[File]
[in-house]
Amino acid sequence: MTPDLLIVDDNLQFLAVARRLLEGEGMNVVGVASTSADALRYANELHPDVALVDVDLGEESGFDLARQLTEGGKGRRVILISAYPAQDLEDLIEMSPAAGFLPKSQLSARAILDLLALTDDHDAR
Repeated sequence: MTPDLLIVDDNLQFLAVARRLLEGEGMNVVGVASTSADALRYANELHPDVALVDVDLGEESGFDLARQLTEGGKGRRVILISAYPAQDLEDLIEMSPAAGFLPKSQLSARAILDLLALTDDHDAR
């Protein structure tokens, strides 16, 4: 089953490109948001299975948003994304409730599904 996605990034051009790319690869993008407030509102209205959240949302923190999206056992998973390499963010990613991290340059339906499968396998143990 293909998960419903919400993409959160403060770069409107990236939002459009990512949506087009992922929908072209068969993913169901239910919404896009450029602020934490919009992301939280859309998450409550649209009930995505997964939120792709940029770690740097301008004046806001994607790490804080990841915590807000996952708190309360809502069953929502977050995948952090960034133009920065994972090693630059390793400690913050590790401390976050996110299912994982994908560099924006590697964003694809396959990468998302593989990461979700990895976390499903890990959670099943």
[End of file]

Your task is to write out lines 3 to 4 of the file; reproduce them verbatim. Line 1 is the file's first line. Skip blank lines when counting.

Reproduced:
Repeated sequence: MTPDLLIVDDNLQFLAVARRLLEGEGMNVVGVASTSADALRYANELHPDVALVDVDLGEESGFDLARQLTEGGKGRRVILISAYPAQDLEDLIEMSPAAGFLPKSQLSARAILDLLALTDDHDAR
């Protein structure tokens, strides 16, 4: 089953490109948001299975948003994304409730599904 996605990034051009790319690869993008407030509102209205959240949302923190999206056992998973390499963010990613991290340059339906499968396998143990 293909998960419903919400993409959160403060770069409107990236939002459009990512949506087009992922929908072209068969993913169901239910919404896009450029602020934490919009992301939280859309998450409550649209009930995505997964939120792709940029770690740097301008004046806001994607790490804080990841915590807000996952708190309360809502069953929502977050995948952090960034133009920065994972090693630059390793400690913050590790401390976050996110299912994982994908560099924006590697964003694809396959990468998302593989990461979700990895976390499903890990959670099943």